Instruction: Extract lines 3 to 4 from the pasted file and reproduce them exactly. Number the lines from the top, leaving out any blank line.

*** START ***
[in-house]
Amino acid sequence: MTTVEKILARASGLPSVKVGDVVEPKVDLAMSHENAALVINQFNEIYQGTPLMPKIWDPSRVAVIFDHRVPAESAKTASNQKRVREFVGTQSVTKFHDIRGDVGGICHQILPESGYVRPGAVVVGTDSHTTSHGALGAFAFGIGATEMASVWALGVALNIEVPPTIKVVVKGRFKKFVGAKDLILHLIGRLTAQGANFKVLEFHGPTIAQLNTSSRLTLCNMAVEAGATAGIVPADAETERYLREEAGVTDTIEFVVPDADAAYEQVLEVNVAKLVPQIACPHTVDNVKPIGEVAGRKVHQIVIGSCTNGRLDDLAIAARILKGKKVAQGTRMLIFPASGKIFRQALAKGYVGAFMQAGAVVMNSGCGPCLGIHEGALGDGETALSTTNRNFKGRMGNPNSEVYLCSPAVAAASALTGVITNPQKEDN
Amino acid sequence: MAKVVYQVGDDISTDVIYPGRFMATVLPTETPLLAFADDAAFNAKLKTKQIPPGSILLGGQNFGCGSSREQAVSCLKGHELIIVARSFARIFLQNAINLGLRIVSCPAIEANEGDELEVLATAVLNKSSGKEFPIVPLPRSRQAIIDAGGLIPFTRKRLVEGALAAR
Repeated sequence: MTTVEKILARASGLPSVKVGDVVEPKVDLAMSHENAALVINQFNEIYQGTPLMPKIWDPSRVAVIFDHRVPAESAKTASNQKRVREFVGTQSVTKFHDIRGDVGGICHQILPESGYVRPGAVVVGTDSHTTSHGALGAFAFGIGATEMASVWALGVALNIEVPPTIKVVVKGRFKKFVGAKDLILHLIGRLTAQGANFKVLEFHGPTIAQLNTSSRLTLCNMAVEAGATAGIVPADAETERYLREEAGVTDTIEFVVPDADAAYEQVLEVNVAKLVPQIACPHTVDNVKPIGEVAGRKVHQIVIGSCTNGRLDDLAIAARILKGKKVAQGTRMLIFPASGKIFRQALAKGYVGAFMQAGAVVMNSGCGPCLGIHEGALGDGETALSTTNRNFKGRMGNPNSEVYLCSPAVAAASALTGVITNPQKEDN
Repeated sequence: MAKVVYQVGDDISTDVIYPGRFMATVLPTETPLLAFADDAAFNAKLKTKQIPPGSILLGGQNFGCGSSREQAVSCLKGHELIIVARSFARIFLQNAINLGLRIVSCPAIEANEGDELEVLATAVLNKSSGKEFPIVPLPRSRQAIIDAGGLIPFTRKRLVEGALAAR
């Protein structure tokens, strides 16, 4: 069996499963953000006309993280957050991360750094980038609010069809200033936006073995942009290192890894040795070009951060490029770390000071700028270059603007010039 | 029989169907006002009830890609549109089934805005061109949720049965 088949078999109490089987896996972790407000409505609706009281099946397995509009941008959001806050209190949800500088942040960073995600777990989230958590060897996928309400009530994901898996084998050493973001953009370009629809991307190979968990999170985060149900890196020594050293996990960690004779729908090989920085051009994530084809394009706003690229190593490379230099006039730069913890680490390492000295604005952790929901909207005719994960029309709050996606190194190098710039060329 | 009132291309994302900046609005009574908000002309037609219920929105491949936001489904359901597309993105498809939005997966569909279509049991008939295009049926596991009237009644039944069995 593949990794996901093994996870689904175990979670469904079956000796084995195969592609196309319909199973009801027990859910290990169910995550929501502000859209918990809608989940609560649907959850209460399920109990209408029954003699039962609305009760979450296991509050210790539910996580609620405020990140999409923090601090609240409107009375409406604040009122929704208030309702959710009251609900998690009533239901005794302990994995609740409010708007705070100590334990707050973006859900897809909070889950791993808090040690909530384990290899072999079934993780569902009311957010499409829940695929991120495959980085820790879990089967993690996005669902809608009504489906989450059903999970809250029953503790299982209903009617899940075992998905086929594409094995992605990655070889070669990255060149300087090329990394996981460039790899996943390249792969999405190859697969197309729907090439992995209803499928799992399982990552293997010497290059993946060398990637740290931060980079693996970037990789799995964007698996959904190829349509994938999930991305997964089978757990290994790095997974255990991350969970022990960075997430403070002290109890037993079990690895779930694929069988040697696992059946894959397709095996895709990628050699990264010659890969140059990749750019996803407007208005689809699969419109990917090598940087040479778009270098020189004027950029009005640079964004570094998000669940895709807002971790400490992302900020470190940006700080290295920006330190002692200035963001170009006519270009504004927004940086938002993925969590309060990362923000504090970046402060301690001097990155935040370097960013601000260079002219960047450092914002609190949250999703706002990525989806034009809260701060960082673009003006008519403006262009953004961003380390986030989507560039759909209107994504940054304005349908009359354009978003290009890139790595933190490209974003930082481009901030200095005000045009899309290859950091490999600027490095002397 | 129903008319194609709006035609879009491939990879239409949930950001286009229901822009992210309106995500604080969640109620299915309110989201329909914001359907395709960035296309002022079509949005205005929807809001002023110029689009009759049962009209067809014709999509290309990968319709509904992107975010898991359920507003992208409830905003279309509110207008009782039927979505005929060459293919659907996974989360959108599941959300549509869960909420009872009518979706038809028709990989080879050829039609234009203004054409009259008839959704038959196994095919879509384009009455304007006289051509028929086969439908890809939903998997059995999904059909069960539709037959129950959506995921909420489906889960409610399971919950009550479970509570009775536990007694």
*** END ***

Amino acid sequence: MAKVVYQVGDDISTDVIYPGRFMATVLPTETPLLAFADDAAFNAKLKTKQIPPGSILLGGQNFGCGSSREQAVSCLKGHELIIVARSFARIFLQNAINLGLRIVSCPAIEANEGDELEVLATAVLNKSSGKEFPIVPLPRSRQAIIDAGGLIPFTRKRLVEGALAAR
Repeated sequence: MTTVEKILARASGLPSVKVGDVVEPKVDLAMSHENAALVINQFNEIYQGTPLMPKIWDPSRVAVIFDHRVPAESAKTASNQKRVREFVGTQSVTKFHDIRGDVGGICHQILPESGYVRPGAVVVGTDSHTTSHGALGAFAFGIGATEMASVWALGVALNIEVPPTIKVVVKGRFKKFVGAKDLILHLIGRLTAQGANFKVLEFHGPTIAQLNTSSRLTLCNMAVEAGATAGIVPADAETERYLREEAGVTDTIEFVVPDADAAYEQVLEVNVAKLVPQIACPHTVDNVKPIGEVAGRKVHQIVIGSCTNGRLDDLAIAARILKGKKVAQGTRMLIFPASGKIFRQALAKGYVGAFMQAGAVVMNSGCGPCLGIHEGALGDGETALSTTNRNFKGRMGNPNSEVYLCSPAVAAASALTGVITNPQKEDN